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Packaging options pay off for KIKU® brand apples

As the KIKU® apple becomes increasingly popular among US buyers, one supplier says that diverse packaging has been integral to the variety’s success.

“Each customer seems to want their own kind of package,” says John Rice, of Rice Fruit Company. Rice Fruit Company, one of three licensed American KIKU® suppliers, sells KIKU® brand apples using a range of packaging options that include traditional tray pack cartons, returnable plastic containers, display ready cartons, clamshell 12-packs, polyethylene bags, and paper tote bags. 

“Pouch” packaging performs well
The most recent addition to Rice’s list of packaging options is “pouch” bags, a style popularized with grapes and cherries over the past four years. “The great thing about it is the material they use is more sophisticated than old polyethylene bags,” says Rice, who explains that the plastic used in pouches is clearer, stiffer, and more durable than polyethylene. This makes product more attractive, reduces shrinkage due to bruising, and allows his company to print high quality graphics on the bags.

Premium varieties match well with new format
Rice Fruit Company first used pouch style bags in 2012 for its line of Honeycrisp apples. Rice’s company introduced pouch packaging to KIKU® brand apples in 2013. This was done in tandem with Columbia Marketing International, the first American company to licence the KIKU® brand and the brand’s principal partner, as well as Applewood Orchards, CMI’s other KIKU® sub-licensee. Rice says that the new format quickly proved popular with buyers. “What was once probably 10% of our sales is now about 30%.” Rice adds that pouch sales may increase further, as KIKU® pouch bags have recently been launched at Sam’s Club locations.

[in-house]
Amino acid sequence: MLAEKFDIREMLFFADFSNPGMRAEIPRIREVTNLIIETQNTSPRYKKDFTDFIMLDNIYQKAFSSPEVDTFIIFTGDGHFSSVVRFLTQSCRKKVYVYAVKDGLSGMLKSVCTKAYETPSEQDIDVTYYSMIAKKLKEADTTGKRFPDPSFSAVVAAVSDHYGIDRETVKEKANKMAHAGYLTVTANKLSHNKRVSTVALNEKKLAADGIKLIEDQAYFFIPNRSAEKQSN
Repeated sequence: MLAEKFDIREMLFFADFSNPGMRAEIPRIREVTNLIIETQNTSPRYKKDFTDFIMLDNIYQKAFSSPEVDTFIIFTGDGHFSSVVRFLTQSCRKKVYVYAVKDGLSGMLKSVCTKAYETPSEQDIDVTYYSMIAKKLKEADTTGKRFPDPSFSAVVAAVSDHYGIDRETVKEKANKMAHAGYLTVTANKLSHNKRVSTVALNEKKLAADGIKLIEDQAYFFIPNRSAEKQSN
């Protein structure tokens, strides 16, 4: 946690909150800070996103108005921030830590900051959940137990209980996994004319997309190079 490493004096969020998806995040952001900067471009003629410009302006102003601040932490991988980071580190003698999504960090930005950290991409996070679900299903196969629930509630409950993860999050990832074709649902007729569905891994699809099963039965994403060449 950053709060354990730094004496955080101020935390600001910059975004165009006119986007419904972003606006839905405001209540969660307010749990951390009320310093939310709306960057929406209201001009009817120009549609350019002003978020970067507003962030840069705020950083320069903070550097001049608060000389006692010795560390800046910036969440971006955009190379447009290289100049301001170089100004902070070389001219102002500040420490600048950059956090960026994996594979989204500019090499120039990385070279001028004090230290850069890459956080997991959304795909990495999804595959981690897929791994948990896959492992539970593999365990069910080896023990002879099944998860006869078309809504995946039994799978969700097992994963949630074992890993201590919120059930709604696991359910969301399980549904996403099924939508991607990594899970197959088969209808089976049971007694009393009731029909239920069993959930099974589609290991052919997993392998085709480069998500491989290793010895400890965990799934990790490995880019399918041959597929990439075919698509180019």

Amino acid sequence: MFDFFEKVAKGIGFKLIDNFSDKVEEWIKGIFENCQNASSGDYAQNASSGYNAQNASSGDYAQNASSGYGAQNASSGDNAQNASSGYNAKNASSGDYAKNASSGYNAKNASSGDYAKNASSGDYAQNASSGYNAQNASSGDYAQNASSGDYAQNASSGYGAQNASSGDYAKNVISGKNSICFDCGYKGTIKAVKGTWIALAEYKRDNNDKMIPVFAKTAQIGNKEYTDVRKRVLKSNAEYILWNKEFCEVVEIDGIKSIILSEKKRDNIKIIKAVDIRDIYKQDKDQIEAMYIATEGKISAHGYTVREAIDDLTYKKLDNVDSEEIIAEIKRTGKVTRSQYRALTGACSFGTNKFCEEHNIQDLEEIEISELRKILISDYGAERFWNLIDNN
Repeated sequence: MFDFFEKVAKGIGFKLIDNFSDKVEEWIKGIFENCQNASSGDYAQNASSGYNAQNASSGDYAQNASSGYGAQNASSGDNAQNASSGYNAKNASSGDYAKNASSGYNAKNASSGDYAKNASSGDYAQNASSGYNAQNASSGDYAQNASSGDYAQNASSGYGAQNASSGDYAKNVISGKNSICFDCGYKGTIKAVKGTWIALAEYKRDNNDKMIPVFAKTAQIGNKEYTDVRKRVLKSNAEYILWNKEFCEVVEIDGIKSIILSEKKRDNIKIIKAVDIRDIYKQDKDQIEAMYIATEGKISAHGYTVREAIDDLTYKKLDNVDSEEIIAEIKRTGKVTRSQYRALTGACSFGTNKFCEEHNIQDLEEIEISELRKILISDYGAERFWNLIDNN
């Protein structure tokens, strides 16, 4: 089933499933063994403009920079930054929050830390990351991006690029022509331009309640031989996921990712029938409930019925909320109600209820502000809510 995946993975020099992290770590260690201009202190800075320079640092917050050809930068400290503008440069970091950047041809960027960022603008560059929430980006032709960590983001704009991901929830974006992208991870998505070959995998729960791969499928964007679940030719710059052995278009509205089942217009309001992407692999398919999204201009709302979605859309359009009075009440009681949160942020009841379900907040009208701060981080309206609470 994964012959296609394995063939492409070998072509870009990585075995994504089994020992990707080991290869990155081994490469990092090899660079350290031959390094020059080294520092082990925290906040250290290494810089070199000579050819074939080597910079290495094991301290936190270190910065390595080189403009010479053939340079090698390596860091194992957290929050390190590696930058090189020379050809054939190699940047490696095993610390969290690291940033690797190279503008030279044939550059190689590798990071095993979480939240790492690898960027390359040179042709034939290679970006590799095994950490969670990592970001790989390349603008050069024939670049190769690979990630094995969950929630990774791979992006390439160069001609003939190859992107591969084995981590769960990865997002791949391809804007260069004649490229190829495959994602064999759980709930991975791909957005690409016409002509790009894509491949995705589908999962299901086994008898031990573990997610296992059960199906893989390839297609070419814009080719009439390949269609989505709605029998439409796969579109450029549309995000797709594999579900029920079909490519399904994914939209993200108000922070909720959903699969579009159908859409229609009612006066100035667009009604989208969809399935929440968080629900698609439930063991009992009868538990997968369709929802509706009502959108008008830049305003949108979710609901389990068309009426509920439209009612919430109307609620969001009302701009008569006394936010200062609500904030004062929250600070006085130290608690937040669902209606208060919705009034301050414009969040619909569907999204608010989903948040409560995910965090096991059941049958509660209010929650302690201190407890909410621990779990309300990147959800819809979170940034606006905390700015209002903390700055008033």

Pouch bag plastic costlier than polyethylene
While pouches have worked well for Rice Fruit Company’s premium varieties, Rice says that buyers are reticent to purchase pouch-packaged product when it comes to other varieties. “We’ve had a more difficult time getting our customers to adopt the pouch for other apples.” Rice says this is largely a cost consideration, as pouch plastic costs between two to four times as much as polyethylene. This adds an extra 10 cents per bag at most retail locations.

Packaging largely tailored to buyers
Unlike pouches, most of Rice Fruit’s other packaging strategies have come in response to requests from buyers themselves. Rice notes that his company first began using RPCs after a request from Walmart in 2005, and that its clamshell format was launched after a request from Costco in 2006. Meanwhile, Rice Fruit’s paper tote bags are sold to Whole Foods, whose customers prefer biodegradable materials.

Continued growth for brand
Despite this wide range of packaging options, Rice says that his company has worked hard with CMI and Applewood to develop a “uniform” identity for KIKU® brand apples. “Something that is relatively rare in the produce industry is strong brands, so we wanted to put a strong brand on this apple.” The strategy has paid off, as Rice says KIKU® sales have increased roughly 30% year over year since the apple’s introduction to the US market in 2011. Rice expects that growth to continue. “Next year we’re probably going to have to plant new trees.”

For more information:
John Rice
Rice Fruit Company
Tel: +1 (717) 677-8131

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